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oortiz10

Question on Vietnam era H-53s

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Howdy gang,

 

Were the upper canopy windows ("greenhouse windows") tinted green or left clear? I can't tell from the era pictures that I've been able to find.

 

Thanks in advance,

-O

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I just watched a youtube video about the Jollys on a CSAR mission and this is what I was able to determine. In the shots of the cockpit interior, the shade of the outside sky is darker in the overhead windows than in the side windows directly next to the pilot's shoulders. This seems to indicate tinting of some type. The colors of the video are very washed out so I don't know if it was green or blue. 

 

Going by memory which isn't what it once was, I remember an article from Boy's Life, the scouting magazine we all had as kids in the sixties, about the non-stop trans-Atlantic flight by a pair of HH-3E Jollys. In the accompanying photos, the greenhouse windows were definitely green. In the 1990s I made several Navy Reserve deployments to NAS Moffet Field. One of the hangars was shared with the AFRES HH-3 CSAR unit and at that point in time the greenhouse glass was green. I don't see them ever being clear since the idea of the tinting was to decrease sun glare and keep the cockpit interior cool so it would stand to reason that they would've been built that way.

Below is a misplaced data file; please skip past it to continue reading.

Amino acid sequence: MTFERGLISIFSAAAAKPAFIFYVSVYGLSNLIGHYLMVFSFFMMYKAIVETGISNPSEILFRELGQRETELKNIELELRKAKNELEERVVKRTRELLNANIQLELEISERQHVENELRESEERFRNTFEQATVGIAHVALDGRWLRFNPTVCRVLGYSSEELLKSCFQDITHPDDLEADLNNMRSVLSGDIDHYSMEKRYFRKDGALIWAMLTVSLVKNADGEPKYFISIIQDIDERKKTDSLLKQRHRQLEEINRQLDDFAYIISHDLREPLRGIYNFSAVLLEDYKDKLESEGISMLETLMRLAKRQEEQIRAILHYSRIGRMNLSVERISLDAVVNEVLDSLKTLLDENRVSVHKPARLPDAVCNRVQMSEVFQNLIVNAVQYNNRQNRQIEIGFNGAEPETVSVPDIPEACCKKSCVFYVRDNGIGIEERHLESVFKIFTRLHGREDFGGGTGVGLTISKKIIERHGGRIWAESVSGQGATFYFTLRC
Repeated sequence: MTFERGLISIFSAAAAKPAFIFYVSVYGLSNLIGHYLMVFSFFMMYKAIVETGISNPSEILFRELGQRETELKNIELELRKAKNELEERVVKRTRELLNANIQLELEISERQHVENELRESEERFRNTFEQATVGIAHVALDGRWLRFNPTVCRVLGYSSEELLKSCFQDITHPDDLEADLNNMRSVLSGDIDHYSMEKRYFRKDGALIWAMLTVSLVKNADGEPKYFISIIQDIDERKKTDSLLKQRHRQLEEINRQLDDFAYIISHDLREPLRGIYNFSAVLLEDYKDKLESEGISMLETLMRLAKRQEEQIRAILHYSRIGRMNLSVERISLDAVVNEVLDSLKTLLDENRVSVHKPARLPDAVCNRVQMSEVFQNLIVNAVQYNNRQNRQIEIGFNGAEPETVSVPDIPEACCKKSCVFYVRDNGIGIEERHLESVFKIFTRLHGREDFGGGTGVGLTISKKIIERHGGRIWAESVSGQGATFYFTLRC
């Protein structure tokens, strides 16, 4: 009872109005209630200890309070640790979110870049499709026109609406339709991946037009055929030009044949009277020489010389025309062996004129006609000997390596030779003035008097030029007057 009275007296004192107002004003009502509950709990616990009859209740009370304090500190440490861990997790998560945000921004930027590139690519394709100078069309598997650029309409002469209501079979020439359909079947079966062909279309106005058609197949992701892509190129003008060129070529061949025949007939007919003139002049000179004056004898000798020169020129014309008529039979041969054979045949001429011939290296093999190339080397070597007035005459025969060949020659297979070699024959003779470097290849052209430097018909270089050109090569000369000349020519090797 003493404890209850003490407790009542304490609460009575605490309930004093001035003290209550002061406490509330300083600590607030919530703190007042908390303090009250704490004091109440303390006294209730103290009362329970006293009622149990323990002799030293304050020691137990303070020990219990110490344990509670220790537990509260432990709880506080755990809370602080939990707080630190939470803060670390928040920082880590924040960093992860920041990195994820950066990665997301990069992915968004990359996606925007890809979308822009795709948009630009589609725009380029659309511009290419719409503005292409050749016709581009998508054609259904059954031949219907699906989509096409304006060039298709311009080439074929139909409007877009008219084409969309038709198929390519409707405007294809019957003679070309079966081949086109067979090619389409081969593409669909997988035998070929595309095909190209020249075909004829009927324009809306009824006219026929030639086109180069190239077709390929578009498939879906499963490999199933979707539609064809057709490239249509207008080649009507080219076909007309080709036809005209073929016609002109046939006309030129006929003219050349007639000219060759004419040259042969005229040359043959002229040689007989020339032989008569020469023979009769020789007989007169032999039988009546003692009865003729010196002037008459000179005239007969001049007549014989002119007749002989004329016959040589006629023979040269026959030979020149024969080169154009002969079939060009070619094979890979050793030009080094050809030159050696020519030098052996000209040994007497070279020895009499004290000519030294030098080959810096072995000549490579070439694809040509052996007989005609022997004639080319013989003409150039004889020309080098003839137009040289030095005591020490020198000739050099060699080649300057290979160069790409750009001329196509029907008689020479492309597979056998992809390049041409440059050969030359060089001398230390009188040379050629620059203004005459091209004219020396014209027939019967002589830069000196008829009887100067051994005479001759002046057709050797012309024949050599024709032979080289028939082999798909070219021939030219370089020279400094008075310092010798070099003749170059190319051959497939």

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On 1/2/2019 at 5:14 AM, oortiz10 said:

Were the upper canopy windows ("greenhouse windows") tinted green or left clear? I can't tell from the era pictures that I've been able to find.

As for me, looks tinted:

Locher-arrives.jpg

 

It’s not so evident, but look:

DM-ST-84-02421.jpg

 

7 hours ago, HCS-5 AO1 said:

I don't see them ever being clear since the idea of the tinting was to decrease sun glare and keep the cockpit interior cool so it would stand to reason that they would've been built that way.

Indeed.

 

Cheers! 🤝

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Thanks for the info ARC.  I went ahead and made an educated guess. I tinted the windows on my -53 when I built up mine.

 

Cheers!

-O

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Thinking about the subject of tinting I remember that at some point in the 70s I came across a tip in the old Scale Modeler or Aircraft Modeler, both defunct since the late 80s, suggesting using Testors or Pactra 'Candy' color top coats that were to be applied over silver or gold base coats to achieve that Candy Apple or whatever color you were going for as window tinting. It was fine if one was tinting a 1/24 scale auto windshield but an absolute mess if you were trying to spray a 1/48 or 72 scale Huey overhead panel. Forget brush painting as that had its own set of problems, number one, getting the paint decanted into a proper container and then trying to not leave brush marks. Not that we all didn't at one time or another decided to charge ahead regardless. 


The day I was shown the new Tamiya clear colors back in the early eighties was a game changer. I bought one of each color and it wasn't too long ago that I tossed that last jar out, yes, I made them last that long. If you close the lids tightly and store them upside down you can get a good seal. Anyway, I find it amazing to look back and see just how far this hobby has come in the way of simple things like clear tintings that have evolved from having to put in more effort than the payoff seemed to be worth to coatings that are thin enough to be brushed on and then cleaned up with water. 

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